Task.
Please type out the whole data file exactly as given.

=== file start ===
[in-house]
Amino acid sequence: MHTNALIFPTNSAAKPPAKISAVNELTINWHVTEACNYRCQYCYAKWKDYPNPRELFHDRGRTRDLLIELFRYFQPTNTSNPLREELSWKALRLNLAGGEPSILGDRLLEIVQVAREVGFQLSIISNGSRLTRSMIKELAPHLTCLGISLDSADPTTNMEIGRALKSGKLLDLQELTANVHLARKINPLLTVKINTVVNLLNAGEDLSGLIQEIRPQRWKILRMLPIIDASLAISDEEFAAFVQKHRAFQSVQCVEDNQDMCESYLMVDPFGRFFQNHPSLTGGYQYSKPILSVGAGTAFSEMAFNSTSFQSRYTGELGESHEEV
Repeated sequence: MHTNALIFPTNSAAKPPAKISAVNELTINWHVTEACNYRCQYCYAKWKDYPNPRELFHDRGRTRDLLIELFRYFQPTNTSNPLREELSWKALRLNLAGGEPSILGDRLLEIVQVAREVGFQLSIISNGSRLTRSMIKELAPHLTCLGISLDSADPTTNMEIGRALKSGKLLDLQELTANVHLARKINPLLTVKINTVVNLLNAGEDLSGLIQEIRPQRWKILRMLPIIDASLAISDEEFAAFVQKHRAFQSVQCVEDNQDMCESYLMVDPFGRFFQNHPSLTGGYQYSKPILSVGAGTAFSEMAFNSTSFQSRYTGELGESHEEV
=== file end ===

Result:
[in-house]
Amino acid sequence: MHTNALIFPTNSAAKPPAKISAVNELTINWHVTEACNYRCQYCYAKWKDYPNPRELFHDRGRTRDLLIELFRYFQPTNTSNPLREELSWKALRLNLAGGEPSILGDRLLEIVQVAREVGFQLSIISNGSRLTRSMIKELAPHLTCLGISLDSADPTTNMEIGRALKSGKLLDLQELTANVHLARKINPLLTVKINTVVNLLNAGEDLSGLIQEIRPQRWKILRMLPIIDASLAISDEEFAAFVQKHRAFQSVQCVEDNQDMCESYLMVDPFGRFFQNHPSLTGGYQYSKPILSVGAGTAFSEMAFNSTSFQSRYTGELGESHEEV
Repeated sequence: MHTNALIFPTNSAAKPPAKISAVNELTINWHVTEACNYRCQYCYAKWKDYPNPRELFHDRGRTRDLLIELFRYFQPTNTSNPLREELSWKALRLNLAGGEPSILGDRLLEIVQVAREVGFQLSIISNGSRLTRSMIKELAPHLTCLGISLDSADPTTNMEIGRALKSGKLLDLQELTANVHLARKINPLLTVKINTVVNLLNAGEDLSGLIQEIRPQRWKILRMLPIIDASLAISDEEFAAFVQKHRAFQSVQCVEDNQDMCESYLMVDPFGRFFQNHPSLTGGYQYSKPILSVGAGTAFSEMAFNSTSFQSRYTGELGESHEEV